Currently viewing the category: "Stoneflies and Snowflies"
What's That Bug? does not endorse extermination

Subject: They’re everywhere!
Location: Central PA
March 28, 2014 12:41 pm
There are at least a dozen of these bugs hanging out on my front porch.. and they love to hitch a ride indoors by falling/jumping onto my clothes as I walk through the door. What are they?
Signature: Randi

Stonefly

Winter Stonefly

Dear Randi,
This is a Stonefly in the order Plecoptera, and it looks very similar to the Winter Stonefly in the genus
Taeniopteryx that is pictured on BugGuide.  The nymphs are aquatic, and according to BugGuide:  “nymphs of most spp. develop in cool, well-oxygenated water and do not tolerate pollution; therefore, their presence is an indicator of good water quality, and their absence in areas where they previously occurred may indicate pollution,” so you must have clean, unpolluted water nearby.

What's That Bug? does not endorse extermination

Subject: Huh?
Location: Red Deer, Alberta, Canada
February 9, 2014 11:48 am
Hi there,
In April 2013, we were sitting under a bridge by the river, when we noticed these guys all over the wall. They were about 5 cm long and didn’t move much (we however found we moved very quickly).
Thanks!
Signature: with love, confusion and the heebie jeebies

Stonefly Exuvia

Stonefly Exuvia

This is the exuvia of a Stonefly, a flying insect that spends its immature development as an aquatic naiad.  When maturity approaches, the naiad leaves the water and molts for the last time, emerging as a winged adult Stonefly.  Here is an image of a similar looking Stonefly Exuvia from BugGuide.

What's That Bug? does not endorse extermination

Subject: help what are these bugs???
Location: north haven, ct
July 3, 2013 8:57 pm
there are about 40 of these insects all over our slider door on the outside and all mating with each other.. what are they???
Signature: no preference

Stoneflies and Click Beetle

Stoneflies and Click Beetle

Most of these insects are Stoneflies, but there is a Click Beetle in the upper right hand corner.

What's That Bug? does not endorse extermination

Subject: what insect is this?
Location: Baltimore County, MD
June 30, 2013 3:58 pm
We live near a pond in Maryland. We have been here for 4 years and have not seen this insect until now. They came out of nowhere and swarmed around the lights and the windows anywhere there was light. What is it? Thanks.
Signature: ravensfan

Stonefly

Stonefly

Dear ravensfan,
This is a female Stonefly in the order Plecoptera, and she is carrying about her egg mass.  Soneflies have aquatic larvae known as naiads, so the nearby pond is likely a factor in the sudden appearance.  Here is a similar photo from BugGuide.  The BugGuide page for the order indicates:  “females deposit several egg masses, which together may total more than 1,000 eggs, by flying over water or occasionally by crawling up to the water; some nymphs are known to molt 12-36 times, and require one to three years to mature; full-grown nymphs leave the water, cling to shoreline vegetation and debris, and molt into the adult stage” and “nymphs of most spp. develop in cool, well-oxygenated water and do not tolerate pollution; therefore, their presence is an indicator of good water quality, and their absence in areas where they previously occurred may indicate pollution.”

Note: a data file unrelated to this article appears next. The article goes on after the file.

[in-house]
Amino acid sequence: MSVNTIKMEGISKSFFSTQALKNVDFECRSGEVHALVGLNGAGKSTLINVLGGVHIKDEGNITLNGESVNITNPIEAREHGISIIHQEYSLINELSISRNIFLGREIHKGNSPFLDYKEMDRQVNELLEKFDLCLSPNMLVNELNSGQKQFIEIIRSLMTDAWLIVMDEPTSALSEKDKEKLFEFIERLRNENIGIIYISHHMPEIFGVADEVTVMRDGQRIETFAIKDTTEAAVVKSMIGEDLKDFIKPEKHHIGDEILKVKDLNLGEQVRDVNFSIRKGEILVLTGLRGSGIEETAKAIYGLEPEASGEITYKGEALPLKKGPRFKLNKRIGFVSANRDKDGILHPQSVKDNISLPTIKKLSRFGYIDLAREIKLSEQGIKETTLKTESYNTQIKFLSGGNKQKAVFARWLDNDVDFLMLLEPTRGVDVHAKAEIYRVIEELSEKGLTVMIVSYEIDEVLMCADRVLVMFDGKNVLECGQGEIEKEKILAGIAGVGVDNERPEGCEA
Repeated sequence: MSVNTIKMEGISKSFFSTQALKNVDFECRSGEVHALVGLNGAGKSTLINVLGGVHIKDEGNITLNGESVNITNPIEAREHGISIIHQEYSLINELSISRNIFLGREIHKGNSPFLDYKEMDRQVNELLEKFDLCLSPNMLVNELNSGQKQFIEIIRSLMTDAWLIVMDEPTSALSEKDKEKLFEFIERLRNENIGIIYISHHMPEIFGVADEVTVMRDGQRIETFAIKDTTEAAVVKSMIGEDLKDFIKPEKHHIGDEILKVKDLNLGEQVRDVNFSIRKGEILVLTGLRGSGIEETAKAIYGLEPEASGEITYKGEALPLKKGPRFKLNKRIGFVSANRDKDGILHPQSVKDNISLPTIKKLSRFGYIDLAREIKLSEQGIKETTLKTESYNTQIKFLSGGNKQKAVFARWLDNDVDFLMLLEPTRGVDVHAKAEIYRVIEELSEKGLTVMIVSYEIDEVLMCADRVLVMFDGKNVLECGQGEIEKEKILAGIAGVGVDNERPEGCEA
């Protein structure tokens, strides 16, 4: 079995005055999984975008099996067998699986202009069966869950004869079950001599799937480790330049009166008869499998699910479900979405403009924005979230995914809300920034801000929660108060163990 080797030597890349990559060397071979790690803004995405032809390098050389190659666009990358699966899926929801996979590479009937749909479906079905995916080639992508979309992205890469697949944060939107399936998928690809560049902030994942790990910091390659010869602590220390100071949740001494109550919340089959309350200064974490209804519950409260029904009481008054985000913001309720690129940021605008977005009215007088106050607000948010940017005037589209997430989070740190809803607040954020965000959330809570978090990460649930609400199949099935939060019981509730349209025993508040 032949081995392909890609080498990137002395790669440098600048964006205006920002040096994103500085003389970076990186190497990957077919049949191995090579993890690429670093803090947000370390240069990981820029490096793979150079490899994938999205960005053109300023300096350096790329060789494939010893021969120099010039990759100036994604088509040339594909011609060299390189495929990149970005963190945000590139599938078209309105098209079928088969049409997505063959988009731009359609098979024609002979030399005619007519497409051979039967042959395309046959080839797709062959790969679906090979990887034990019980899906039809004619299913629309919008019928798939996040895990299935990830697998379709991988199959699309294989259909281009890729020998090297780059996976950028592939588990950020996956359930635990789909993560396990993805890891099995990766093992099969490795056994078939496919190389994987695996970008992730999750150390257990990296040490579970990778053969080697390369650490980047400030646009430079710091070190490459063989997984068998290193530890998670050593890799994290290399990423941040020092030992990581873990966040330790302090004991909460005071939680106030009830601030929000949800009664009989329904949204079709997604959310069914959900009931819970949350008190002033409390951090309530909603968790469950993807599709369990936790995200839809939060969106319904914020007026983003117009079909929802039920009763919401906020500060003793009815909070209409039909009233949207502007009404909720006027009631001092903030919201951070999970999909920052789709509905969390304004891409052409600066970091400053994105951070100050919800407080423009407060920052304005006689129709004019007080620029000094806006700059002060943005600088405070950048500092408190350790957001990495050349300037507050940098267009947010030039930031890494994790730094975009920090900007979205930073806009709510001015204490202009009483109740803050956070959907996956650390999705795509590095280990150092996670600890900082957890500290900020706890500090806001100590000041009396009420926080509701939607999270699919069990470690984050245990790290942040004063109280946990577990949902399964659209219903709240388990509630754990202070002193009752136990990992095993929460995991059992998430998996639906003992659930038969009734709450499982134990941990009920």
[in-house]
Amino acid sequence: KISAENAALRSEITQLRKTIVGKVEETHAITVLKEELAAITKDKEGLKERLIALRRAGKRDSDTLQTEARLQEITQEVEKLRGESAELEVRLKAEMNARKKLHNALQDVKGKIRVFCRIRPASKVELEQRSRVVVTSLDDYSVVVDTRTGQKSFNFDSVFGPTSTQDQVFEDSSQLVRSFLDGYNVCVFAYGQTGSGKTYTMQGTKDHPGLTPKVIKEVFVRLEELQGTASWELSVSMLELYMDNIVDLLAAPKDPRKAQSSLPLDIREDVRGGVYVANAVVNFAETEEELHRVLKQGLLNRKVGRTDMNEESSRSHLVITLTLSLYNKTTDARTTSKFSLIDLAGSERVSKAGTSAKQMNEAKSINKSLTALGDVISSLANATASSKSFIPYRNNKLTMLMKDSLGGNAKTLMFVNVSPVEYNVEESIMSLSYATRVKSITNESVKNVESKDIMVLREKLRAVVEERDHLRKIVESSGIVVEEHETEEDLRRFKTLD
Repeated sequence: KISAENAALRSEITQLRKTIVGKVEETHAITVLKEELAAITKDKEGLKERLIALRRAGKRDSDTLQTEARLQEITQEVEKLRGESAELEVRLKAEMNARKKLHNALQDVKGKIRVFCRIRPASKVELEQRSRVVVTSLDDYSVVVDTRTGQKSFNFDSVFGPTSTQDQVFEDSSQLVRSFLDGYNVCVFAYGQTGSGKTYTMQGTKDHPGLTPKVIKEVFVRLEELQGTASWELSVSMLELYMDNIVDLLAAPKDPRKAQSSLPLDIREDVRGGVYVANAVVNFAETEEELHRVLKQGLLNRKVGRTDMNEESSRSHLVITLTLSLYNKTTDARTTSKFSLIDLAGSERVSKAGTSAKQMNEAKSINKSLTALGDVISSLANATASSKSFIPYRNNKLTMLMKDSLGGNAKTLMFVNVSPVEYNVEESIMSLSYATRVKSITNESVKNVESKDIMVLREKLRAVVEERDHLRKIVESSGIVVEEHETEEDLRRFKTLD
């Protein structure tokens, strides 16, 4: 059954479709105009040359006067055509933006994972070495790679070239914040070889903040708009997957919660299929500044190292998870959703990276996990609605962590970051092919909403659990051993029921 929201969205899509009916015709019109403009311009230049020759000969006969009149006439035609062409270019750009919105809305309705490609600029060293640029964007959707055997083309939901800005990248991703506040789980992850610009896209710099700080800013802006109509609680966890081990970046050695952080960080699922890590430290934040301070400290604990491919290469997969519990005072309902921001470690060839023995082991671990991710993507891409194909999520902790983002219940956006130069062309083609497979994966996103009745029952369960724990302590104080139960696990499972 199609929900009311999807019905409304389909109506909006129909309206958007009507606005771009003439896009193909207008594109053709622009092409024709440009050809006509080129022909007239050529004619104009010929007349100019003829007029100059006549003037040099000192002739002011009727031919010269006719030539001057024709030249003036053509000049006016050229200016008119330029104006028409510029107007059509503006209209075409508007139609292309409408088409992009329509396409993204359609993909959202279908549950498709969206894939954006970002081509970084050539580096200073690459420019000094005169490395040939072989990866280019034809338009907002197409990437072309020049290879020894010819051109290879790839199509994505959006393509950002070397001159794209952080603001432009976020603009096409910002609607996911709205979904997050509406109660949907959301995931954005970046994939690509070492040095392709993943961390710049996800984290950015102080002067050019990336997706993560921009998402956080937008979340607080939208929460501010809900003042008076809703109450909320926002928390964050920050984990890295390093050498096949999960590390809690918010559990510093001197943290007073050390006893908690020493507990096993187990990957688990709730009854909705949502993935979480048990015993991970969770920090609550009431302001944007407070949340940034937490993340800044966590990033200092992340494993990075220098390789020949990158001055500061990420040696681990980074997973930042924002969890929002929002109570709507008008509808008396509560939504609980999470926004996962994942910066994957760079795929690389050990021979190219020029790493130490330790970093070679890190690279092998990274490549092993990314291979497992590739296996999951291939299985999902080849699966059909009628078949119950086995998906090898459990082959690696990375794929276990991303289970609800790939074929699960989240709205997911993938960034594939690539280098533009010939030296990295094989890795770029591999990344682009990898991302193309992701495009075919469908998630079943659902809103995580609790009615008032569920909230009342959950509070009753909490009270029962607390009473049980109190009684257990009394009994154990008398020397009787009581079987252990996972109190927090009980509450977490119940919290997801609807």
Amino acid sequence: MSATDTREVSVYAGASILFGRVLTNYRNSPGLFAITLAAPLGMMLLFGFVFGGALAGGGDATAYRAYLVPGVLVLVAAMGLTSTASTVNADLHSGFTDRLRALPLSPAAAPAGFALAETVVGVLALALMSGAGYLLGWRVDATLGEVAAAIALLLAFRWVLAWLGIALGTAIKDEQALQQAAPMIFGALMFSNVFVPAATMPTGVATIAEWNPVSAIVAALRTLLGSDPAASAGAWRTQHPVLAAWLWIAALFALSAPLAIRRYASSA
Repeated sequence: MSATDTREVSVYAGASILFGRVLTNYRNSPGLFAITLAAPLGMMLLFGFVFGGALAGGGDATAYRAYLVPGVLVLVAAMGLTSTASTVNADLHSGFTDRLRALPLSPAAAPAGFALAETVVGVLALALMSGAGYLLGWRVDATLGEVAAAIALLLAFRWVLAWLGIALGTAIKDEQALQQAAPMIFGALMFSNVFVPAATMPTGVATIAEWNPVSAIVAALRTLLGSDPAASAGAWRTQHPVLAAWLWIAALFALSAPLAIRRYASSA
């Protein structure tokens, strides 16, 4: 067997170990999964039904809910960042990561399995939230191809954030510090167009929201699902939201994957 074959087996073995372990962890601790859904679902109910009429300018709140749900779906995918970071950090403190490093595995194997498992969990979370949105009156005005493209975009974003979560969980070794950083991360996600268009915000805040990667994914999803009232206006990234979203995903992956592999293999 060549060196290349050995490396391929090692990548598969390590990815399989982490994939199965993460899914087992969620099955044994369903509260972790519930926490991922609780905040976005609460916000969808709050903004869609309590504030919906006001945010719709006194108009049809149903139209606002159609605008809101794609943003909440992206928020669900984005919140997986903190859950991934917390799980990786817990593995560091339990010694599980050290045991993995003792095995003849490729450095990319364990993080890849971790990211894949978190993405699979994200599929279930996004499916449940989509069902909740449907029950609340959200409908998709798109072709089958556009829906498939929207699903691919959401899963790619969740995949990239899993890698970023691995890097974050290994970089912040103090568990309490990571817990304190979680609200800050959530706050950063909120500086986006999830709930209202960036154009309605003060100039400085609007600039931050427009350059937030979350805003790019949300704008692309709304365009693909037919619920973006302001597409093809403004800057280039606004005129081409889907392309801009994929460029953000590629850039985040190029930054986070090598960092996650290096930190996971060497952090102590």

Stonefly

Stonefly with eggs

 

What's That Bug? does not endorse extermination

Subject: Stonefly?
Location: Maple Ridge, BC, Canada
April 26, 2013 3:02 pm
hi bugman!
This colourful flying insect had a collision with my brother’s mower. I think it’s a Stonefly. The closest match I’ve been able to find is Utaperla gaspesiana.
The eggbundle was attached to the insects abdomen.
Signature: Storm

Giant Stonefly with Eggs

Giant Stonefly with Eggs

Dear Storm,
While we agree that this is a Stonefly, we disagree with your species identification.  While the markings on
Utaperla gaspesiana as pictured on BugGuide look similar to the markings on your individual, we believe you have a Giant Stonefly in the genus Pteronarcys.  We were most curious about the egg bundle, so we did some research.  We located a similar photo on FlickR with the comment:  “Found this on a screen door, perhaps 100 yards from a brook. Large (2″?) egg-laden female. I think it may be Pteronarcys dorsata. May 28, 2011.”  The photographers, Jerry Schoen took the image in White Oaks, Williamstown, Massachusetts.  That same photo can be found duplicated on numerous other websites including The River’s Calendar.  The Elk River Guiding Company website also has a photo of a Stonefly with Eggs.  You can read more about Giant Stoneflies on BugGuide.

Giant Stonefly

Giant Stonefly

Thank you for submitting your photos.

Giant Stonefly

Giant Stonefly

 

 

What's That Bug? does not endorse extermination

Subject: mystery insect in VA
Location: Southwest VA
April 18, 2013 8:07 am
Hello!
My dad found this fellow in Virginia. He was unable to identify it and I’m stumped as well. We thought you all might have better luck.
Signature: Kelsey

Stonefly

Giant Stonefly

Dear Kelsey,
This beauty is a Giant Stonefly in the genus
Pteronarcys.  You can see BugGuide for additional information.

What's That Bug? does not endorse extermination